Right lane headons block the road to Cookeville
It was bound to happen.
From the end of October until now, every time I looked at the brackets hanging on the wall in the office I was hit with a momentary mixture of excitement and dread for the quarterfinal round. Friday could just as easily have been defacto state title games as the brackets brought together too many of the good teams too soon.
The TSSAA logic on travel makes perfect sense from the angle of geography, but its premise leaves a huge gaping assumption regarding state-wide parity and that flaw was readily apparent with what nearly everyone believes — and history would further support — was a state title bout between Alcoa and the Christian Academy of Knoxville. It wasn’t much better with undefeated Maryville and Dobyns-Bennett colliding, except for the fact the same kind — if not the same record-wise — collision was taking place in Murfreesboro between Riverdale and Siegel. It’s only when you peek at the west and realize that four of the five best 6A teams were playing each other for the right to try and tackle Whitehaven that the scale on the brackets leans so far to the east.
There are 27 6A teams in District 1-8 of AAA and 27 in 9 through 16, but with quantity even it does not mean quality is anywhere near parity. The playoffs determine that and in two weeks they will but the road for those schools lying to the east of the TSSAA headquarters in Murfreesboro is vastly more difficult than those lying the other side of it.
D-B showed up with a team that unlike some of its historical predecessors wasn’t ready for a playoff upset and played a game that challenged and pushed Maryville like the state semifinal it could have easily have been. And Siegel and Riverdale may well feel the same after Siegel prevailed 33-20 but lost its star receiver Brent Stockstill — son of MTSU head coach Rick — in the contest that sets it to host Maryville.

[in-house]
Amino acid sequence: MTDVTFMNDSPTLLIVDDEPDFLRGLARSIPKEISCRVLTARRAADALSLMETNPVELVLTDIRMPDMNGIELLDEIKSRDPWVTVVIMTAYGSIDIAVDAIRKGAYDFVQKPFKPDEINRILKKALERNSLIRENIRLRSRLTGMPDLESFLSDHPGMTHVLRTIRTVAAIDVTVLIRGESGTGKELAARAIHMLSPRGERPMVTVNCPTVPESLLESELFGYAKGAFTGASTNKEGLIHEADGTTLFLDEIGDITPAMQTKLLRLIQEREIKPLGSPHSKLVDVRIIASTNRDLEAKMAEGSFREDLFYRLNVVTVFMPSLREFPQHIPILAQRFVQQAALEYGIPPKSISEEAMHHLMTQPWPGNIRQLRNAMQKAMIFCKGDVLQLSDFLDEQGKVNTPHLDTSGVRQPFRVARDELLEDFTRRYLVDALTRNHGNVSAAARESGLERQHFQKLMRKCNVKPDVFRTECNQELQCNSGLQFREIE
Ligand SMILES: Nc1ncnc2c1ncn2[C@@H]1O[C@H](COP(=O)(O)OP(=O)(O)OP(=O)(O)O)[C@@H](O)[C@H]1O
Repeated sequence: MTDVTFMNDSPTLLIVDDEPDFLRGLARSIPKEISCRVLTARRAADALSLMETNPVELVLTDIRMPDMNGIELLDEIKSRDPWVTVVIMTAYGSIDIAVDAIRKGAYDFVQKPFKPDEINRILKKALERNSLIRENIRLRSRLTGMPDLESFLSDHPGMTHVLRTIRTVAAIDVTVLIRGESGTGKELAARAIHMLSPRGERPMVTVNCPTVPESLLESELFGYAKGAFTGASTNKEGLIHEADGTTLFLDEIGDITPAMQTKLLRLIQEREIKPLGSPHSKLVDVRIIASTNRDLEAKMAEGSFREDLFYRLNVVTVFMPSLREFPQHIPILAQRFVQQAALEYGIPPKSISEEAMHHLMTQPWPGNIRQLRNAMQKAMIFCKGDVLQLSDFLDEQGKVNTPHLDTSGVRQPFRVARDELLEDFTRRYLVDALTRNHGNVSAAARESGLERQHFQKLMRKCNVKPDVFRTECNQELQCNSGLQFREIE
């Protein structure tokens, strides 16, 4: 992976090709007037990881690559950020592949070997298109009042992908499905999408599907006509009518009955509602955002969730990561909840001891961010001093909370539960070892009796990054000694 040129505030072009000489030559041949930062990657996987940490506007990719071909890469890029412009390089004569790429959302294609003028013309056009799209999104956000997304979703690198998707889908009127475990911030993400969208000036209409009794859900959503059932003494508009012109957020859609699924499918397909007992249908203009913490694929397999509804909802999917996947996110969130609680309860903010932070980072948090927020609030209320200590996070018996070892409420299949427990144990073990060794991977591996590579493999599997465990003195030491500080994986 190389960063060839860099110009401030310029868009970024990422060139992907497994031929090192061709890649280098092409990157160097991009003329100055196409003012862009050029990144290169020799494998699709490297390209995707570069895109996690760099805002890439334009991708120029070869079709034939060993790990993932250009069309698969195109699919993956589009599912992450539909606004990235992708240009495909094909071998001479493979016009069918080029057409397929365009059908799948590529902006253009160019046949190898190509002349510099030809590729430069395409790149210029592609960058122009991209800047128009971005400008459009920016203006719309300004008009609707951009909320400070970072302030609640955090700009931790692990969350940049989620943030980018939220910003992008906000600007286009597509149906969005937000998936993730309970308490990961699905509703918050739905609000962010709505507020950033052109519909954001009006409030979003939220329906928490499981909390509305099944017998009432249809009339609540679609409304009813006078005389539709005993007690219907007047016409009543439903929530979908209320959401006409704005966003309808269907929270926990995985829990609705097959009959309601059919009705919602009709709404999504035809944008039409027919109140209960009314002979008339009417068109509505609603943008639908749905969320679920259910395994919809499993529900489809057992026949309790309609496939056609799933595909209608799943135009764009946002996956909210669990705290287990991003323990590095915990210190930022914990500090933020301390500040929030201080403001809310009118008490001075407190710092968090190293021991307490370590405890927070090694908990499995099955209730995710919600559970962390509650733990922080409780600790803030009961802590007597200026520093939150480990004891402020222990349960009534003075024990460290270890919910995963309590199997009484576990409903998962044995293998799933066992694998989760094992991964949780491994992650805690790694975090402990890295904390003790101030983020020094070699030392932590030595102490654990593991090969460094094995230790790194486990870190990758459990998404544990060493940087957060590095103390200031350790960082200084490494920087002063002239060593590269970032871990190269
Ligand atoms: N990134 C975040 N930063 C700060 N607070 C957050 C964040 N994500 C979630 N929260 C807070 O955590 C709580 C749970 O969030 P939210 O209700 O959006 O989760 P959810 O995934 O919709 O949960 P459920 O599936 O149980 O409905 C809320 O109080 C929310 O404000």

But that’s little consolation to Dobyns-Bennett and it was certainly no consolation to Alcoa.
There is no adjustment for the state’s two best teams residing in the same district like CAK and Alcoa do. What the fans that crowded both sides and every available vantage point of Goddard Field witnessed was in essense if not fact the 3A state title game.
While Alcoa has appeared the more playoff sound squad with a stiffer defense and ability to run the clock or as it showed against CAK, score quickly out of the ground game, it was CAK that won the 16th round between these two Goliaths of 3A.
No disrespect to Elizabethton or CPA or Milan, but while the Warriors may lose focus and be upset in the next two games — and shock the life out of me in the process — they will not be tested as they were Friday. Never have two styles or approaches to football differed so widely and been utilized so successfully against each other for so long as they have in this series and the two meetings this season have been the best of them all.
The logic says its impossible to get the two best teams to the finals, that the willy-nilly of geography makes anything but regional seeding impossible and that the best the system can do is have the best team loft the trophy no matter if it’s the second- or seventh-best team they actually face in the finals.
It really can’t be any other way, I suppose.
But some nights, that’s a real shame.
Marcus Fitzsimmons is sports editor at The Daily Times, who enjoys reading comments posted to this column at http://thedailytimes.com